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Social media sites have evolved significantly in recent years, but the most recent and one of the most transformative changes has been the rise in social commerce, something which has transformed the online shopping space.
Consumers, especially those on the younger end, such as millennials and Gen-z, are now favouring social media platforms for their online shopping. The giants of Facebook and Instagram garner most of this attention but TikTok, following its partnership with Shopify, is poised to dominate the younger age categories for social commerce, and demonstrates that there are opportunities aplenty.
It’s clear the days when social media was a tool for simple product promotion are gone: retailers are bridging the gap between themselves and customers by allowing the entire transaction to take place on the social media site itself. This new demand for immediate social commerce, without redirection, is fuelled by consumer demand with research showing that 71% of consumers would rather complete the sale on the social platform, than be sent across to a different retail site and payment page to check out. Consumers are eager to make immediate, impulsive purchases and retailers are even more eager to facilitate this.
Understanding the risks of social commerce
Social commerce is not without its risks, though. High-speed transactions between two independent parties with the sharing of personal banking information are vulnerable, as speeding up the buying process can weaken the security measures put in place to guard customer details. This is a major concern amongst consumers who have had to switch to almost exclusively online shopping during the global pandemic.
Further concerns relate to the authenticity of products bought or advertisements shown. According to the Anti-Counterfeiting Group (ACG), 31% of shoppers unintentionally bought fake products online in 2019, with 23% of these counterfeit goods being purchased through social media.
A healthy level of scepticism and a use of logic can go a long way to protect consumers. Products sold by disreputable retailers or unknown merchants are best avoided and applying a critical eye to accounts offering great deals can keep consumers safe - more often than not, if it seems too good to be true, it is.
The impacts of fraud
Businesses can suffer heavily from fraud with merchants devoting an average of 3-5% of their revenue on combatting the threat it poses. The cost of Card-Not-Present (CNP) fraud to retailers was $32.29 billion in 2020 with estimates expected to rise to $40.62 billion by 2027. Compensation to victims, stolen or lost inventory, insurance costs and chargeback fees can all add up to an astronomical cost for any ecommerce business.
Consumers also stand to be victims of ecommerce fraud, as businesses storing personal information are likely to be the target of cyber-attack: 65,000 attempts to hack small- to medium-sized businesses (SMBs) occur in the UK every day, around 4,500 of which are successful. Leaked data can lead to identity theft, blackmail, ransomware, as well as other forms of extortion or digital harassment. Customers who lose personal information, due to no fault of their own, will have a loss of faith in the retailer, the platform and perhaps even social commerce in general.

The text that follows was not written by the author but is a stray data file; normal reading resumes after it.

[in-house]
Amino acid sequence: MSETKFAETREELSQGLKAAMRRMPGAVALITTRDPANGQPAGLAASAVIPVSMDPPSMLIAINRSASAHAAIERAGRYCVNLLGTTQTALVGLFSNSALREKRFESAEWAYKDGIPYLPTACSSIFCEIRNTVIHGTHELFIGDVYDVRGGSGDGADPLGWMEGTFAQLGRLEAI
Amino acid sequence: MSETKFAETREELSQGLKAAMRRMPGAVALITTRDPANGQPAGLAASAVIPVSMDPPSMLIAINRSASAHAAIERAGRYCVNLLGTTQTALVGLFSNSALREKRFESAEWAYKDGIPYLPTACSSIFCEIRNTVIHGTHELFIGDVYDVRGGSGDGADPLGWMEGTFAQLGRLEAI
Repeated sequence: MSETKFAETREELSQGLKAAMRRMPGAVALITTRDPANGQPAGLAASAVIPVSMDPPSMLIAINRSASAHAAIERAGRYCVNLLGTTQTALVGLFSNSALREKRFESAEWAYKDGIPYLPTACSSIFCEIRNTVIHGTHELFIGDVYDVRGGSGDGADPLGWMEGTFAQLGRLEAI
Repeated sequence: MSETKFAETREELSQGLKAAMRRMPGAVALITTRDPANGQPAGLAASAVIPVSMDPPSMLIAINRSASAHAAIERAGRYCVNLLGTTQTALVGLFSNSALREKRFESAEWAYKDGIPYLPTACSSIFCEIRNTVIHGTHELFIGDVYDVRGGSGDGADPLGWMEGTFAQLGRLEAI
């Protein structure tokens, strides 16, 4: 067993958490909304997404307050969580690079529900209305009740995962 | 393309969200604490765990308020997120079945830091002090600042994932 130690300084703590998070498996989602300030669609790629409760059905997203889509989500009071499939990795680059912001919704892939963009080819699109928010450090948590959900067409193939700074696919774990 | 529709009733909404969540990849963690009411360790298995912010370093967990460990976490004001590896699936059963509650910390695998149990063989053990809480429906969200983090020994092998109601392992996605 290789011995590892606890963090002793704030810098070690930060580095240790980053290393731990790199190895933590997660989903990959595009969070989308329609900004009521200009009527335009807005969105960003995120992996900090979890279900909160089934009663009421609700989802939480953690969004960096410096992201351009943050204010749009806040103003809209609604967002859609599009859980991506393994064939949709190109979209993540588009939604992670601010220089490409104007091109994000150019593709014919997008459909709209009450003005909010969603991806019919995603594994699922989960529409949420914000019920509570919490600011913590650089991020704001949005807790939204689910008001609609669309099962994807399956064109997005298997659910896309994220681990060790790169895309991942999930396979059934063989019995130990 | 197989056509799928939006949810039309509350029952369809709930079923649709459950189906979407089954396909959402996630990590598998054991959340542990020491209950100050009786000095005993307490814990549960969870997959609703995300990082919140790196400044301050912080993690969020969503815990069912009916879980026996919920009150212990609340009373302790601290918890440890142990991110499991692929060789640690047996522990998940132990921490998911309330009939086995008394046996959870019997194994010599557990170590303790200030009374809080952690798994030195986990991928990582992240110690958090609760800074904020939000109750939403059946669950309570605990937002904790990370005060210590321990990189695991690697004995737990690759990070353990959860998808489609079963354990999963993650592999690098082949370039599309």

How open banking can boost the payment security of social commerce?
Combining security with convenience, the open banking payments offering makes social commerce safer from the impact of fraud. Payment Initiation Services (PIS) allows the transfer of money directly to the recipient through the bank's own security and verification measures. The consumer won’t have to share sensitive information on social media to take advantage of commerce, instead they can rely on the rigorous security of their bank who will process the transaction without storing any information with the social site or the merchant.
Without even leaving the page which drew their eye to a certain product, a consumer can pay a retailer seamlessly and with no concern for their sensitive information. The customer journey from interest to purchase is more streamlined than ever with the use of open banking.
The benefits of PIS are also felt by the retailer. The verification process is a defence against the ubiquitous practice of CNP fraud, saving businesses money on insurance and chargebacks when margins for profit are tight. Defence of data is also essential in making sure your digital business is in high esteem. No company can hope to be marked with distinction in a competitive marketplace if they don’t provide adequate protection for their customers, whilst safety and ease of purchase aren’t the flashiest of descriptors, they are an essential bedrock for reputation in social commerce.
A well-tailored digital platform is the lifeblood of any retailer in the digital age. Social media is where your customers are most vocal in praise and in criticism. Giving your customers a hassle-free payment experience will draw far more of the former and little of the latter, generating revenue in the short-term and cementing your reputation as a reliable service in the long run.
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